South Korea having problems printing its own currency
SEOUL, Mar 31: While North Korea has been accused of making almost flawless counterfeit U S 100 dollar notes, neighbouring South Korea has been having trouble printing its new and perfectly legal 5,000 won (5.13 dollar) note.
Concerned about counterfeiting, South Korea has been giving its currency a facelift, starting with the 5,000 won note.
The new bills were released in January with much fanfare, but a large chunk have been recalled after the printers botched some of measures aimed at preventing counterfeiting.
Problems included some notes not being printed with holograms, as well as other defects.
The state-run Korea Minting and Security Corp. recalled nearly 17 million of the new notes in February -- its first recall in more than half a century.
In March, the printing service said it had discovered seven more 5,000 won notes with printing errors.
''The reprints have made the Bank of Korea a laughingstock,'' the Korea Herald said in a recent editorial.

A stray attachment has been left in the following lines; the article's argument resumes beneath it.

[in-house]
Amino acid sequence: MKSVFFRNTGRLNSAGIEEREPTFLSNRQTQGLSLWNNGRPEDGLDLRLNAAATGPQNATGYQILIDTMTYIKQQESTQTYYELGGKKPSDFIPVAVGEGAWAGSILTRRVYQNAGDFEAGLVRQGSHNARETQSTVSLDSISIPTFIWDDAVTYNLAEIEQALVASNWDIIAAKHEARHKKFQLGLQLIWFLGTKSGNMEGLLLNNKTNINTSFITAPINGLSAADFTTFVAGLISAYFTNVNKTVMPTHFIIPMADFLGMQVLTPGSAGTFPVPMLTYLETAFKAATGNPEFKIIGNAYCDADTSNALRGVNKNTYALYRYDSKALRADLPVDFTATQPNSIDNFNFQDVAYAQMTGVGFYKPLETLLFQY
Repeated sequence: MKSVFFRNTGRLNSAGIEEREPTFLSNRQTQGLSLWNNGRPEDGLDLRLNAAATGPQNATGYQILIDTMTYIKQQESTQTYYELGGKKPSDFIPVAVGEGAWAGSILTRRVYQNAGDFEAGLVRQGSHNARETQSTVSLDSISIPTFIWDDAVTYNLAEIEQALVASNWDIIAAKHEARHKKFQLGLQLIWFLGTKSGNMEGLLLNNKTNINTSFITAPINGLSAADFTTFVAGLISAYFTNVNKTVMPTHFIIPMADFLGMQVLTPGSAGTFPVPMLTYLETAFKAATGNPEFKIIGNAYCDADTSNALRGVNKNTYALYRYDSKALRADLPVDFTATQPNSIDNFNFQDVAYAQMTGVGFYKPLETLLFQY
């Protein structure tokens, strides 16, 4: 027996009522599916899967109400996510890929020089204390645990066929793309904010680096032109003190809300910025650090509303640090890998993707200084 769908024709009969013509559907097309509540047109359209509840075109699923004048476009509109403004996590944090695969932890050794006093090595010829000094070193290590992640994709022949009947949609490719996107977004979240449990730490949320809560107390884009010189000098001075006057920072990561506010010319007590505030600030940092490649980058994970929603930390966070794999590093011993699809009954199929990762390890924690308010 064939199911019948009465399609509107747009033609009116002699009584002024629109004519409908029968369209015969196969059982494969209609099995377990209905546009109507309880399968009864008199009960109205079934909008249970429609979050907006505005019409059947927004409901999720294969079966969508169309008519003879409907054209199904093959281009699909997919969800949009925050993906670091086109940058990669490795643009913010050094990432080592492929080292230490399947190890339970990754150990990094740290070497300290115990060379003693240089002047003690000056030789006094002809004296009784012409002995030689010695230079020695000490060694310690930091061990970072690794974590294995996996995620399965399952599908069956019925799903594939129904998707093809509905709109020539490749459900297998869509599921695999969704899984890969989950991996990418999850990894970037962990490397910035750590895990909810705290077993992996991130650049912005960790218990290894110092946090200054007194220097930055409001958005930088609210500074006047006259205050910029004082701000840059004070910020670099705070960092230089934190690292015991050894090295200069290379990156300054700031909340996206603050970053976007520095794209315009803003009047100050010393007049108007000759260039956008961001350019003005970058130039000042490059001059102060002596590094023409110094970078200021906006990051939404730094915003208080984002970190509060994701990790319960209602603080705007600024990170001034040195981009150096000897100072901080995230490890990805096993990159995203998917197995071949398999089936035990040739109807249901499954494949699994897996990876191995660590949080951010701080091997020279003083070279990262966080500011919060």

Media has said part of the reason for the trouble may be the bank rushed out the notes so that they could be used for the Lunar New Year holiday, which fell in late January his year. Children often receive crisp bills as presents for the holiday.
''Critical procedures (in monitoring) were omitted and this led to the circulation of flawed notes,'' the bank said in a recent statement.
There have been reports the new bills have a ''money laundering'' problem -- namely, if you forget to remove a new 5,000 won note from clothing that gets laundered, the ink has a tendency to run and fade.
All this attention on the new South Korean notes comes as U.S.
Treasury officials have been briefing governments in the region over U.S. suspicions North Korea has been producing a counterfeit high-quality 0 bill for years.
U S officials have dubbed the suspected North Korean copy the ''supernote.''